Without a fair tax on tech, it could be the end of the state as we know it

This is the title of an interesting article by John Harris in today’s “Guardian” newspaper.

He highlights two connected questions:

“The first is obvious: what do we do about the corporations that are driving huge social and economic change, but have so far proved reluctant to pay anything approaching their fair share of tax? From that follows the second, even graver conundrum: if things stay as they are, what could happen to just about everything that depends on government funding?”

He points out:

“According to analysis by the financial services company Standard and Poor’s, between 2007 and 2015 the average effective rate of tax paid in the US by the country’s 500 highest-valued firms was put at 27%. By contrast, over the same period, Apple paid 17% of its US profits in tax, Alphabet (Google’s parent) paid 16%, Amazon paid 13%, and Facebook paid just 3.8 %. In 2017, Amazon’s US profits were more than $5.6bn, yet it paid almost no federal income taxes, partly thanks to “excess stock-based compensation deductions””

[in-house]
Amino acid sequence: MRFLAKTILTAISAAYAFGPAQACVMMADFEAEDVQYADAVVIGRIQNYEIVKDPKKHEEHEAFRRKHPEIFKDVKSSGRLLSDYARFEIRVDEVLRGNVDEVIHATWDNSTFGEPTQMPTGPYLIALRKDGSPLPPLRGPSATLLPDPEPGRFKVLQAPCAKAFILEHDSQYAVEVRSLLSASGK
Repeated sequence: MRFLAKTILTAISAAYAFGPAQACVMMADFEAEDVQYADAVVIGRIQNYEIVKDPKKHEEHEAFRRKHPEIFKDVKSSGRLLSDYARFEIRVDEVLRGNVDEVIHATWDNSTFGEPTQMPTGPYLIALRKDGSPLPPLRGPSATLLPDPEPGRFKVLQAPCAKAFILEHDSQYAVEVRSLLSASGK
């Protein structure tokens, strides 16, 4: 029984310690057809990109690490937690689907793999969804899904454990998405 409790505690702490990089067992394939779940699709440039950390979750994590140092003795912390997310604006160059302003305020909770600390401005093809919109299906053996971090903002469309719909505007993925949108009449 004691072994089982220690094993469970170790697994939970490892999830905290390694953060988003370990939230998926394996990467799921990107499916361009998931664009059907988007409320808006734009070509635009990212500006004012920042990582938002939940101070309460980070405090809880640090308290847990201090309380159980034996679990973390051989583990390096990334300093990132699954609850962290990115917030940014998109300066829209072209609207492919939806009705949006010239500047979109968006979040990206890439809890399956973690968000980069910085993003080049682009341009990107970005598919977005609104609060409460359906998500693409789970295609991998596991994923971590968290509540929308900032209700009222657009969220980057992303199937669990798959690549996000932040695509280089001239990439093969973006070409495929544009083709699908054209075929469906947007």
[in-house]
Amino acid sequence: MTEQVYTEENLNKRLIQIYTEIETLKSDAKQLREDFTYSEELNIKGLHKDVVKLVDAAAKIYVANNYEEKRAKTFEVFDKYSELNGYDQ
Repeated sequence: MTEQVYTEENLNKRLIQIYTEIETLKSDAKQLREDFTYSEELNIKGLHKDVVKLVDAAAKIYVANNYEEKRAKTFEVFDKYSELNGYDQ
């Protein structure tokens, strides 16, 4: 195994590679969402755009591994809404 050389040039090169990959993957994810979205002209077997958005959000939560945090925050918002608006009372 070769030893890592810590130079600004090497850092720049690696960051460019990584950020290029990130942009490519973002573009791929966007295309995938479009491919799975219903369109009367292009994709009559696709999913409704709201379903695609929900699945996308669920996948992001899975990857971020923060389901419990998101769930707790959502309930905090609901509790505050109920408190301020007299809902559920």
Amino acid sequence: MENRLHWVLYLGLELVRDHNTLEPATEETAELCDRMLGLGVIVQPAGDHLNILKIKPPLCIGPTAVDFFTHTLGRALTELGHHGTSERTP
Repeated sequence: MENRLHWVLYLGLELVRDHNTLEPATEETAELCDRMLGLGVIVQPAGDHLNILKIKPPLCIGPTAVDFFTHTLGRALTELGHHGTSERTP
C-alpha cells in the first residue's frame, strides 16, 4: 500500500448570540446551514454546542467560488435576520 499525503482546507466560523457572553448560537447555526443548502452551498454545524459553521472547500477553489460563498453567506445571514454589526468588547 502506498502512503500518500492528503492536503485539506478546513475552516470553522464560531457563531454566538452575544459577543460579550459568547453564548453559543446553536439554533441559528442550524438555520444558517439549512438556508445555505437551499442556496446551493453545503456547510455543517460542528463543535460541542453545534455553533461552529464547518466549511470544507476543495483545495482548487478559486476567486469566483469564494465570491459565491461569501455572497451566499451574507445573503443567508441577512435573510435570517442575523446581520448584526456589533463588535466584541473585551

.His solution?

“The beginnings of an answer might lie in what economists call a unitary tax. In this model, firms would be obliged to give the tax authorities of any country in which they operate both a set of accounts for their global activities and information about their physical assets, workforce, sales and profits for the territory in question. Tax would then be decided using a formula based on these factors. Some state taxes in the US work on a comparable basis, and the European commission has made supportive noises about the concept.”

You can read the John Harris column here.


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